Mahmudur Rahman writes for DOT
For as long as memory serves old Dhaka has been a virtual reservoir of chemical storage. From the innocuous to the more dangerous types, go downs and even residences have gradually grown to become storage depots with authorities turning a blind eye for the sake of business. But three devastating incidents have brought three different perspectives to the trade. The traders don’t know what are the most dangerous of the thirty-two listed chemicals and what safety measures to install, the Mayor wants to clean it up but doesn’t know where to relocate them, somewhat akin to roadside hawkers and the chemical safety inspectors are still in an agreeable state of siesta.
Chemicals aren’t the only hazardous ingredients that are imported into the country but safety backward linkage has been sadly lacking. Once again it has been a lack of planning for storage of hazardous material and an abject failure of inspection teams to run routine checks. Town planners’ suggestions are more often not listened too but it is doubtful whether these plans have areas demarcated for hazardous material storage. It doesn’t help that importers of such chemicals have proper licenses that would have had a must as proper storage.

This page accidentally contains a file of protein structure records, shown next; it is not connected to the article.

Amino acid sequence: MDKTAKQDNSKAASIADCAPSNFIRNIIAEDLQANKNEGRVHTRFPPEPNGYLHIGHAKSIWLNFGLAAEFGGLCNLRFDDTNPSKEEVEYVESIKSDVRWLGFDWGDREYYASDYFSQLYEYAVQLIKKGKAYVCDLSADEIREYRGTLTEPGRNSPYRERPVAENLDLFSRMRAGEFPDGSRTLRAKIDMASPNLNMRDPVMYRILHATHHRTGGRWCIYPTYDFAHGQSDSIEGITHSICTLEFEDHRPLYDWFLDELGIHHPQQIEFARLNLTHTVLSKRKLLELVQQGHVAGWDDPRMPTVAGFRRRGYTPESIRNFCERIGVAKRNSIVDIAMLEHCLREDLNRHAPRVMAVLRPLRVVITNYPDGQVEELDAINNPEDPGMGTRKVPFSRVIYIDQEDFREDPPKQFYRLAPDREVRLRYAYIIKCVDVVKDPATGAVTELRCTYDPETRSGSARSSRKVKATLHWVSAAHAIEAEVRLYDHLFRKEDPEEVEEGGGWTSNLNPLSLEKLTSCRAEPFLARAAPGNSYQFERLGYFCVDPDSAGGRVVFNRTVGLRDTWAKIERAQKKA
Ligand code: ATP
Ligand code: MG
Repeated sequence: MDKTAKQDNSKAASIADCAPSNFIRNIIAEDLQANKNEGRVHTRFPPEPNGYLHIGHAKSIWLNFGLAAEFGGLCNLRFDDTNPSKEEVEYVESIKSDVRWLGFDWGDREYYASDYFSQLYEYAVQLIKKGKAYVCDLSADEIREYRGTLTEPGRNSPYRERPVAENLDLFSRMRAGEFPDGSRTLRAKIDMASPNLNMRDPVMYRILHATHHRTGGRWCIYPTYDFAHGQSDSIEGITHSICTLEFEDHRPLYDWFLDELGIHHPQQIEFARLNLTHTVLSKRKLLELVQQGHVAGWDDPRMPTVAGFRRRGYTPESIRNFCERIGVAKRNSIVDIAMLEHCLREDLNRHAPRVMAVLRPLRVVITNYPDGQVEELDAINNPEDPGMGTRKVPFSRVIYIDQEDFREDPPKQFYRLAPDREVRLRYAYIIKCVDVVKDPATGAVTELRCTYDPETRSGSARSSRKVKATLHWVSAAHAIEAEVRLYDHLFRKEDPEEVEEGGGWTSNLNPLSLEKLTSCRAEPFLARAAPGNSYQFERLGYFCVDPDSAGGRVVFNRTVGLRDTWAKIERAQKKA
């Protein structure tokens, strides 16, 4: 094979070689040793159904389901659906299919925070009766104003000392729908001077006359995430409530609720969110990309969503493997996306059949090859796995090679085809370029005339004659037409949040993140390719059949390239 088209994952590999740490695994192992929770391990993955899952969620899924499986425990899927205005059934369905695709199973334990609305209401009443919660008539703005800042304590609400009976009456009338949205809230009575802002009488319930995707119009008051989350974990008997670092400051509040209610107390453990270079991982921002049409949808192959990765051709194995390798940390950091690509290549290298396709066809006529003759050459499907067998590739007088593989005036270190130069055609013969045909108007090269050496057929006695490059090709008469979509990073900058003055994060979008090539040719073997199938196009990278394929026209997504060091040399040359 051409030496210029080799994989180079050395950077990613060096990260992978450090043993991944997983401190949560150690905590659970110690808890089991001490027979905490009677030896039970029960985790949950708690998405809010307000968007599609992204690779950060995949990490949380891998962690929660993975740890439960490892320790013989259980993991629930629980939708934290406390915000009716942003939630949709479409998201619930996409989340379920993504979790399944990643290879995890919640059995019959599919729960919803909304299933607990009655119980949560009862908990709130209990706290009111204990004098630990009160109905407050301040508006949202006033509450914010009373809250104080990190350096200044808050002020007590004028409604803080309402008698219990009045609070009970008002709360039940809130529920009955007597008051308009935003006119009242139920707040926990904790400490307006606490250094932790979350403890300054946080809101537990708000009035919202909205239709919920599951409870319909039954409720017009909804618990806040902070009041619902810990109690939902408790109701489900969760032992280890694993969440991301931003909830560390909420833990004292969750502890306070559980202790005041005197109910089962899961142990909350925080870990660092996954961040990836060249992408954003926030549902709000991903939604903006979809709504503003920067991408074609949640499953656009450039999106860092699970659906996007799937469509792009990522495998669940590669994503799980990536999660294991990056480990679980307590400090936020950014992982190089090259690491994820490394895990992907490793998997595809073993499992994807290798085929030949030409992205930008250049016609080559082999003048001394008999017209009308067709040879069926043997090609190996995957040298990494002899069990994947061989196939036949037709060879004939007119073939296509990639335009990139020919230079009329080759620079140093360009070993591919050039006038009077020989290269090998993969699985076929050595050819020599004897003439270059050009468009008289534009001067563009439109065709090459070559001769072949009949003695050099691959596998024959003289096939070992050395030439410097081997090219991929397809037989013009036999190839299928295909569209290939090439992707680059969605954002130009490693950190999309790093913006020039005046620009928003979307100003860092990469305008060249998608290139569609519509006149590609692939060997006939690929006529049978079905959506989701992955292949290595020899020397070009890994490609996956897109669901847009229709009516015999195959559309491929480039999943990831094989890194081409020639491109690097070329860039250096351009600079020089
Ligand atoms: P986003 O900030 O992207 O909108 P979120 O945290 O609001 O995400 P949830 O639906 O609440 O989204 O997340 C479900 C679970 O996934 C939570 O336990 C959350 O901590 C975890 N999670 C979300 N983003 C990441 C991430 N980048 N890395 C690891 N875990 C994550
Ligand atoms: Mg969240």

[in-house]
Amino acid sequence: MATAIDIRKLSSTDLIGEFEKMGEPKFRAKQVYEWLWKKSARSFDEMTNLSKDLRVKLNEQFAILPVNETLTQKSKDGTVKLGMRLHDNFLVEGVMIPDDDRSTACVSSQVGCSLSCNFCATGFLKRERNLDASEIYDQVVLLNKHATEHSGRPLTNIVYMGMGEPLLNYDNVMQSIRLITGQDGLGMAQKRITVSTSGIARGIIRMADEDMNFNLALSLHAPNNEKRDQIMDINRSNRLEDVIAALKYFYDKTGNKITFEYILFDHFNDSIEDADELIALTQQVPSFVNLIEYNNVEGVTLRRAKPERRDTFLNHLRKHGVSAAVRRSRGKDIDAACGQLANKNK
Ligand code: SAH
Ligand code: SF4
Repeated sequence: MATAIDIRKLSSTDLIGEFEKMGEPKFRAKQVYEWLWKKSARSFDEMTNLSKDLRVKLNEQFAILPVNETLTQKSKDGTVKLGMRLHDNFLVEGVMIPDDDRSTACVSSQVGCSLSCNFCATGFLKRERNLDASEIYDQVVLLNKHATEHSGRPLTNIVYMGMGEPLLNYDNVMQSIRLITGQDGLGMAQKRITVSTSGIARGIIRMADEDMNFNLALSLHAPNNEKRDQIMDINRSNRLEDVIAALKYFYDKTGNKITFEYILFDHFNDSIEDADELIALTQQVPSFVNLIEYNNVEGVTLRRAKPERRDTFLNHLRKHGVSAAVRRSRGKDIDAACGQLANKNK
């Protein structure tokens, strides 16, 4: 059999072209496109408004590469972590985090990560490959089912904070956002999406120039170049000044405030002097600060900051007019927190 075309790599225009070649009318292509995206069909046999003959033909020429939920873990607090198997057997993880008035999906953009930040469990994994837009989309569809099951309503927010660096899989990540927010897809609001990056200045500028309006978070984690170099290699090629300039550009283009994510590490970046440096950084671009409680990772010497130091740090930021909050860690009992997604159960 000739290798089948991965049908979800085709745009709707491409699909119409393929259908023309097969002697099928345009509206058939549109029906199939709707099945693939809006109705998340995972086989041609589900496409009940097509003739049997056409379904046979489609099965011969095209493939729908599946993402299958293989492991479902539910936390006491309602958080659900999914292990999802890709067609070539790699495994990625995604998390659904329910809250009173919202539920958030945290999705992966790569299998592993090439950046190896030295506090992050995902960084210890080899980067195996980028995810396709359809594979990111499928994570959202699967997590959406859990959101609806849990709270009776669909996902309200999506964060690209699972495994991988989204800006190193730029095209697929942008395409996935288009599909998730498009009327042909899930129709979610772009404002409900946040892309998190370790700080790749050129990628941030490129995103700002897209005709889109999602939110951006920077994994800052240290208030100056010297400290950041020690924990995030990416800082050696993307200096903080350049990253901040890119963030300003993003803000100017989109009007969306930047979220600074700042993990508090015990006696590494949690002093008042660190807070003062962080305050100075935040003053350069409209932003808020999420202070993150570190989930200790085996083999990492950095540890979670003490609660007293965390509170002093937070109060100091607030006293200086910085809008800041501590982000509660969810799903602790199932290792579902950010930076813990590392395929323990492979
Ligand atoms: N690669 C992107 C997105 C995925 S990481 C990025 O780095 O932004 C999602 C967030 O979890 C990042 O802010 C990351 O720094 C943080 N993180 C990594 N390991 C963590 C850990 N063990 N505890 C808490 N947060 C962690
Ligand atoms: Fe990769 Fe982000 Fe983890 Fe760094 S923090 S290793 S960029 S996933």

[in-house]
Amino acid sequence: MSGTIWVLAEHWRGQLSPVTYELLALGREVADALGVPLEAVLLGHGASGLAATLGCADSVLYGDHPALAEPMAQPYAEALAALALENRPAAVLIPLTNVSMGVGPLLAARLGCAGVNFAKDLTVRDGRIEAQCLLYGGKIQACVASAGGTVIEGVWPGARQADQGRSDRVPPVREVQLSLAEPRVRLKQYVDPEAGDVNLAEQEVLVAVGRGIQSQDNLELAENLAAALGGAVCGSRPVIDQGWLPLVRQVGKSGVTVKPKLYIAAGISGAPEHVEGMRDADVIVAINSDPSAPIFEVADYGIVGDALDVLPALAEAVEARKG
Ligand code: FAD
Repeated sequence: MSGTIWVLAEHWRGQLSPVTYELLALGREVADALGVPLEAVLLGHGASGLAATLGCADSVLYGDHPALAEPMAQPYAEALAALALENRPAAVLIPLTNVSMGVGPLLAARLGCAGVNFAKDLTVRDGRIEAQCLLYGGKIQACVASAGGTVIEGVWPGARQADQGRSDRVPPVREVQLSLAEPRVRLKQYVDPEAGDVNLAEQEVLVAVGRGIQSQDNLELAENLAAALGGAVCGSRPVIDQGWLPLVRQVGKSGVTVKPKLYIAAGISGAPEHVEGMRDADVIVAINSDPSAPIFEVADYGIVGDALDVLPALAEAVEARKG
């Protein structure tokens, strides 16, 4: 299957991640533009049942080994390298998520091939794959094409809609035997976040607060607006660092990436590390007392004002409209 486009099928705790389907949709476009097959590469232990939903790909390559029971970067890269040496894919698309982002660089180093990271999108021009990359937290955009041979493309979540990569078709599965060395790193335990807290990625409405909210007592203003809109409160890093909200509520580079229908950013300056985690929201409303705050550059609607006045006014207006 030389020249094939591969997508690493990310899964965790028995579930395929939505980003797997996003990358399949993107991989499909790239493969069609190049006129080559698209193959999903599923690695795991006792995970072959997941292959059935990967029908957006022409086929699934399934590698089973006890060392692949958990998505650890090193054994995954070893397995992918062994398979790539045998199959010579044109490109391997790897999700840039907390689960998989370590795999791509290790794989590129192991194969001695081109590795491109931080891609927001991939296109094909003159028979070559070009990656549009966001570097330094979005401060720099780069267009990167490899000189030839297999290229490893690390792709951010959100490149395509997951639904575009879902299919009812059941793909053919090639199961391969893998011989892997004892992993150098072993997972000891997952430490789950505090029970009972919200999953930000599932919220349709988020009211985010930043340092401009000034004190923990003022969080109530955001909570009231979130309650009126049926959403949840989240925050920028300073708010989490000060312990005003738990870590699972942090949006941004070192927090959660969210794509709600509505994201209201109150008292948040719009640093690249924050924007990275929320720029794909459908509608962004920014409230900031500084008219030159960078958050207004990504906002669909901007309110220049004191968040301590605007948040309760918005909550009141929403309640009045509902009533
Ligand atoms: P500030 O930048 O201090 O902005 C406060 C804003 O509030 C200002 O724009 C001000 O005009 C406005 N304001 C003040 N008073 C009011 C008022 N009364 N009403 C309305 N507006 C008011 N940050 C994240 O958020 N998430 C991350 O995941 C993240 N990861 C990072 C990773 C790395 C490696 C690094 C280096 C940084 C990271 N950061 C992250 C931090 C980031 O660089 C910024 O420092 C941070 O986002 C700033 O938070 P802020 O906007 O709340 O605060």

With each passing day encroachment, effluent discharge and material storage situations go from bad to worse. The reactive approach is causing more human casualties than acceptable and mere financial compensation is just not enough. A proposal for a Tk 10,000 crore allocation to pull down rickety storage is being proposed to parliament and that is one answer. The more relevant question is why and how residential complexes are being let out for chemical storage again in the presence of building inspectors and taxation officials. The Dhaka City Mayor has also not completed his promise of cutting off utility services for residences housing chemical storage and his officials’ haven’t been able to explain how such a matter came to pass. Even after the devastation of a few years ago, chemical storage in old Dhaka remains unabated and no one is being held accountability. It is this lack of responsibility that emboldens the bonhommie between businesses and officials.
According to reports quoting a Bangladesh Paribesh Andolon some 15000 residences house chemicals in old Dhaka of which only 2500 have licenses to operate as such. How they too got those licenses is a question that needs answers. Some of these are located in small alleys where firemen would find access difficult if not impossible. Unpopular decisions need to be taken early on in governance. That time is now.
The writer is author, columnist and communication specialist.